Ana Maria Guiulfo and Yirko Sivirich, both of whom recently participated in the Miami Fashion Week, offered collections showing great progress, but nevertheless resorted to a formula that clearly works for them commercially. Yirko stood out for his coat collection: some in color blocks, others cut at bias with great improvement in their finishes. However, the bride at the end of the presentation seemed out of place and should’ve had her own space and time because it took from the consistency of the rest of the show. He now has the big challenge to keep building his brand identity without looking the same for next season. So with the right allies, he will explode and getting stronger.Ana G, on the other hand, based her collection on the late seventies where, as expected, her hand-painted canvases and graphics took over the catwalk. The pieces had a wide range in styles, emphasized by her coats- especially the mint green. In addition to the jacket and loose dresses, a definite improvement over past collections was made.

lif
(Ugo Camera. Exclusively for LIFWeek)

Claudia Jimenez presented perhaps her riskiest collection yet; exploring new currents and movements is always welcome. However, her collection failed to come full circle: a strong start to the presentation only came to lose intensity, energy and unity, especially the bride who looked as if she belonged to another collection.

Noe Bernacelli presented a collection- her riskiest to date -reflecting a change to what we’ve come to expect from her. Without losing her romanticism and femininity, we now see a woman that is more empowered and bold, even flirting with a more urban sensuality. The collection has outstanding detailed finish on every piece, thus achieving a much more adult feel than her previous collection. This is something the designer should continue exploring.

Overall, the show was a true visual delight. It was evident each designer’s intention to show a personalized show to submerge the audience into their own universe. However, three big issues were evident during the show. First, the explicit use of some recognizable fashion references was evident in more than one collection, which makes it difficult to appreciate the true identity of each creator. The second is that there is a big problem with the production of the presentations. Less is always more, unless the more is memorable enough to be included as part of the proposal. It was evident that several collections were not as memorable due to the fact the designers tried to show everything at once, or did not give the appropriate dress to the right model, or even gave them shoes that prevented them from a fluid walk, causing some visible discomfort. This causes a distraction for the audience and takes away from what’s really transpiring in the runway, forcing them to take refuge in their cell phones. Finally, the absence of day proposals was evident. Most designers today are still only wanting women to dress for night events or a marriage, limiting their audience. It’s necessary, with so much competition, to shift focus and dress women for different times of the day. The working woman, the professional or the mother who also wants to look good. The misconception that luxury and elegance are only for certain time (the night) is not only obsolete but also fails to represent the real value of fashion, more so in a market like ours.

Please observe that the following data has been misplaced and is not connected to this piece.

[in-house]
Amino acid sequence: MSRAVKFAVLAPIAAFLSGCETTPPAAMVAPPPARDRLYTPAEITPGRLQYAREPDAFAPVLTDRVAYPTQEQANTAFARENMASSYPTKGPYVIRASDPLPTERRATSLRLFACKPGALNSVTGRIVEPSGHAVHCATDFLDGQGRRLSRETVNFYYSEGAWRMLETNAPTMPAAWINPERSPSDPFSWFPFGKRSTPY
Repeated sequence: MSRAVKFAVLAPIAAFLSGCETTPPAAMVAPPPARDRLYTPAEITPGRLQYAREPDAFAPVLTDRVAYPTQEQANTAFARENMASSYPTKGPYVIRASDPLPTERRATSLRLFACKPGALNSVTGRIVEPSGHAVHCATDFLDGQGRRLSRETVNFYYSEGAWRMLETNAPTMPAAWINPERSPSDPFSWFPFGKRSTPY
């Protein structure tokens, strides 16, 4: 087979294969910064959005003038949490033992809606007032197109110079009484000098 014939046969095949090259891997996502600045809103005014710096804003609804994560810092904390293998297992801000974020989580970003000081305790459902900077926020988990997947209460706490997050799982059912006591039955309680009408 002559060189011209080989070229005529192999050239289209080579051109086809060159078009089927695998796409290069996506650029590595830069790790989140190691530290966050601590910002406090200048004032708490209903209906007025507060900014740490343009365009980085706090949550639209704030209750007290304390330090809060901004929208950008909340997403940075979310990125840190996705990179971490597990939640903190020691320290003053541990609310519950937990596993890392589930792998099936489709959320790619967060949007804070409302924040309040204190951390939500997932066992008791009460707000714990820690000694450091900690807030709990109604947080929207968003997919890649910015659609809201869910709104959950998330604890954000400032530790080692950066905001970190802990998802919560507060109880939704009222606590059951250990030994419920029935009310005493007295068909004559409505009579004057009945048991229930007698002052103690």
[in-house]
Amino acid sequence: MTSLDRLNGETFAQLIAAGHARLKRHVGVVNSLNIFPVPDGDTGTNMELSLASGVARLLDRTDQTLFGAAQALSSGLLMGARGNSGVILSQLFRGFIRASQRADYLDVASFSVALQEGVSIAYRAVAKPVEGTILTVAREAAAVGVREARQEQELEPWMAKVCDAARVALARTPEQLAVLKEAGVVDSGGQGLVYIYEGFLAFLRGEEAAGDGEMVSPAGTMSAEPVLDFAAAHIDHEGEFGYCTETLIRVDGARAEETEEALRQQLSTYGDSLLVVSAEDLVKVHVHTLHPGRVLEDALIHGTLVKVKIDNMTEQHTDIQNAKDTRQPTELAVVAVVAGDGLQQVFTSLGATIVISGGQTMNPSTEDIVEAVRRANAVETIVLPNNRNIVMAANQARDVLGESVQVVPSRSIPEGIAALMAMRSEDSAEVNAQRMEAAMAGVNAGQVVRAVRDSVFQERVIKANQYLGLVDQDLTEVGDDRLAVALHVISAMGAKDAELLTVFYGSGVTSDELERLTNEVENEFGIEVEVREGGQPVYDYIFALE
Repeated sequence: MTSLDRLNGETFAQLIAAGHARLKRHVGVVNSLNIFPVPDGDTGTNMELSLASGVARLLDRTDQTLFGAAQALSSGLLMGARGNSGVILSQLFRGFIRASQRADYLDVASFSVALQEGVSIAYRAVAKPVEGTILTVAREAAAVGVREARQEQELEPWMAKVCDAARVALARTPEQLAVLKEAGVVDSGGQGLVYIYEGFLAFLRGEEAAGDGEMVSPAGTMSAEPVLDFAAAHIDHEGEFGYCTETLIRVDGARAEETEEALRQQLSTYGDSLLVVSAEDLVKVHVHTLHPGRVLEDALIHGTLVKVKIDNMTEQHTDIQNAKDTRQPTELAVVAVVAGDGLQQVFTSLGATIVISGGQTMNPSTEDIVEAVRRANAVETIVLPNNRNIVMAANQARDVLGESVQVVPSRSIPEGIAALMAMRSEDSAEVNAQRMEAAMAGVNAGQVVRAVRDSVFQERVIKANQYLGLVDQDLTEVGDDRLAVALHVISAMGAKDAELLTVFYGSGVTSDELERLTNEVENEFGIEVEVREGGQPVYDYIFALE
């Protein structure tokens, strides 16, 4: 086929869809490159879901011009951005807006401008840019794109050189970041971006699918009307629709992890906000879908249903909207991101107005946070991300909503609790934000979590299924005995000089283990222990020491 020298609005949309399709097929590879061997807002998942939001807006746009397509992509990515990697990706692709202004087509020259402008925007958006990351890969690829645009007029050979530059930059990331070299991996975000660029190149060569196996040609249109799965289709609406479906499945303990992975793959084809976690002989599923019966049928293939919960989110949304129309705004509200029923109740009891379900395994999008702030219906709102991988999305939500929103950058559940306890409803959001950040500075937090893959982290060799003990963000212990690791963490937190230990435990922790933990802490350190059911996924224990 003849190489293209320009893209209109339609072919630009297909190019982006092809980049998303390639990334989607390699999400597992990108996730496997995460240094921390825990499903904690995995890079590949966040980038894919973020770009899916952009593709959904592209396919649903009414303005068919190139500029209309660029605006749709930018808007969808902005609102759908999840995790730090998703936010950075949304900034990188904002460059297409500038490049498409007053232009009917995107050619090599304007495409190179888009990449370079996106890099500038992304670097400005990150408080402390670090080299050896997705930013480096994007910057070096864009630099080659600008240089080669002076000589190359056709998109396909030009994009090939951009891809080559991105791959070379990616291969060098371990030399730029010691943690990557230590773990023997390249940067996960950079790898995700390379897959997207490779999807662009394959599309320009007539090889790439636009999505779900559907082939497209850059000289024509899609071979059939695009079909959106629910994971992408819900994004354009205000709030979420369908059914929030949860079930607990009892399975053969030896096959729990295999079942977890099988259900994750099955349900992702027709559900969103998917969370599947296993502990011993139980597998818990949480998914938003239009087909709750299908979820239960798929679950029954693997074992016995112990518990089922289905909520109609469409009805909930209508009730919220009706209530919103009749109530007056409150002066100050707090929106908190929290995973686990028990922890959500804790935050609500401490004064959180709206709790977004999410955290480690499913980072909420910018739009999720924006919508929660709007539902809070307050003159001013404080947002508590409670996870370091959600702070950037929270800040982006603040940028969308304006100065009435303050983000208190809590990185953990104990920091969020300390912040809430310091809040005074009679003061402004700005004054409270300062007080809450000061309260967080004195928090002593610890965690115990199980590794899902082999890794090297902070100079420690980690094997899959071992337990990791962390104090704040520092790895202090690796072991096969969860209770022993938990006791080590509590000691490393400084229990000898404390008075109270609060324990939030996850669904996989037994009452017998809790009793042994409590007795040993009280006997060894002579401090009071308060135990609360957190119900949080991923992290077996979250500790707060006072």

The collections that stand out are those that can combine a solid point of view with a selection of pieces that sustains them. In a few years fashion can become a powerful industry where all participants can contribute their own talent to the evolution of fashion in Peru. For this reason we look forward to the new edition of LIFWeek, full of renovated proposals and riskier design. And if there is something that Peru’s recent elections can teach us, it is that we must always be open to change.

Follow Antonio Choy-Kay & Gerardo Larrea (collectively known as Larrea Choykay) on Facebook. Editors of the biannual fashion magazine, SKIN, you can also find them on Instagram.

TAGS:

lif

,

fashion

,

skin

Your comment will be submitted for approval by an administrator. We reserve the right to not publish offensive or profane remarks.